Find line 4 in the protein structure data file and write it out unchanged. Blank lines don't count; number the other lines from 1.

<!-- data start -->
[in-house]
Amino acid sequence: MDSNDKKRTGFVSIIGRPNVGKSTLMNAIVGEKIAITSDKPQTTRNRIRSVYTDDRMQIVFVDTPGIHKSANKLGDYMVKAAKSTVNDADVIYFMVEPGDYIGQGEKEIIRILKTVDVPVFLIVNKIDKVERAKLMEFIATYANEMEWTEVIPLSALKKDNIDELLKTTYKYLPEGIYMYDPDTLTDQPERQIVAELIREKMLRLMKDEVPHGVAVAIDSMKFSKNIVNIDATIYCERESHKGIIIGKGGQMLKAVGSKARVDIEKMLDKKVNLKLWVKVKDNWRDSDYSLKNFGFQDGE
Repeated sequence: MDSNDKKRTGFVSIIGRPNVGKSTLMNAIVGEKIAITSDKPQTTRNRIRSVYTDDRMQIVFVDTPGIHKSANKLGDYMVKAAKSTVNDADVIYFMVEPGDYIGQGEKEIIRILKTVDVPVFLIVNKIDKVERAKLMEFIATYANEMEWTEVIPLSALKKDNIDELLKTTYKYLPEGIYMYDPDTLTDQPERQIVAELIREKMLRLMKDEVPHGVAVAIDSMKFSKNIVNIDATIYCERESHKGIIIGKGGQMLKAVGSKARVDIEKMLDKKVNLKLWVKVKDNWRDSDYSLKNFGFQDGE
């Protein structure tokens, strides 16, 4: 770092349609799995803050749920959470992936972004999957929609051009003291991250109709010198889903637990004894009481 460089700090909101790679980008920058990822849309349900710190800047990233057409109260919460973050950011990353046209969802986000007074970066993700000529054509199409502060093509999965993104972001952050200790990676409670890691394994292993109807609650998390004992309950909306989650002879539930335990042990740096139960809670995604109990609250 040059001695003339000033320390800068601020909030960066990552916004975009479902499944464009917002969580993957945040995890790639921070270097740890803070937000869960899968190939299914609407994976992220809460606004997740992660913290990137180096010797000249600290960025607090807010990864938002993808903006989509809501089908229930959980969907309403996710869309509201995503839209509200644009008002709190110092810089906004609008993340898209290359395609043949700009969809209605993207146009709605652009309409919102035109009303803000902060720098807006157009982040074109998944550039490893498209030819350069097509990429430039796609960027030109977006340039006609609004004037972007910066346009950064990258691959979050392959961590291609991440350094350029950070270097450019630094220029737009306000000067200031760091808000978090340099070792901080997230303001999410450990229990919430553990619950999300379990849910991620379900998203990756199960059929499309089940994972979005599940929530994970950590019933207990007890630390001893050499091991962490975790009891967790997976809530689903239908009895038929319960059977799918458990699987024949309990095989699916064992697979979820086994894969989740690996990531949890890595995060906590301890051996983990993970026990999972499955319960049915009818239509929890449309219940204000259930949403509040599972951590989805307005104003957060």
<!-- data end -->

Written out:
């Protein structure tokens, strides 16, 4: 770092349609799995803050749920959470992936972004999957929609051009003291991250109709010198889903637990004894009481 460089700090909101790679980008920058990822849309349900710190800047990233057409109260919460973050950011990353046209969802986000007074970066993700000529054509199409502060093509999965993104972001952050200790990676409670890691394994292993109807609650998390004992309950909306989650002879539930335990042990740096139960809670995604109990609250 040059001695003339000033320390800068601020909030960066990552916004975009479902499944464009917002969580993957945040995890790639921070270097740890803070937000869960899968190939299914609407994976992220809460606004997740992660913290990137180096010797000249600290960025607090807010990864938002993808903006989509809501089908229930959980969907309403996710869309509201995503839209509200644009008002709190110092810089906004609008993340898209290359395609043949700009969809209605993207146009709605652009309409919102035109009303803000902060720098807006157009982040074109998944550039490893498209030819350069097509990429430039796609960027030109977006340039006609609004004037972007910066346009950064990258691959979050392959961590291609991440350094350029950070270097450019630094220029737009306000000067200031760091808000978090340099070792901080997230303001999410450990229990919430553990619950999300379990849910991620379900998203990756199960059929499309089940994972979005599940929530994970950590019933207990007890630390001893050499091991962490975790009891967790997976809530689903239908009895038929319960059977799918458990699987024949309990095989699916064992697979979820086994894969989740690996990531949890890595995060906590301890051996983990993970026990999972499955319960049915009818239509929890449309219940204000259930949403509040599972951590989805307005104003957060």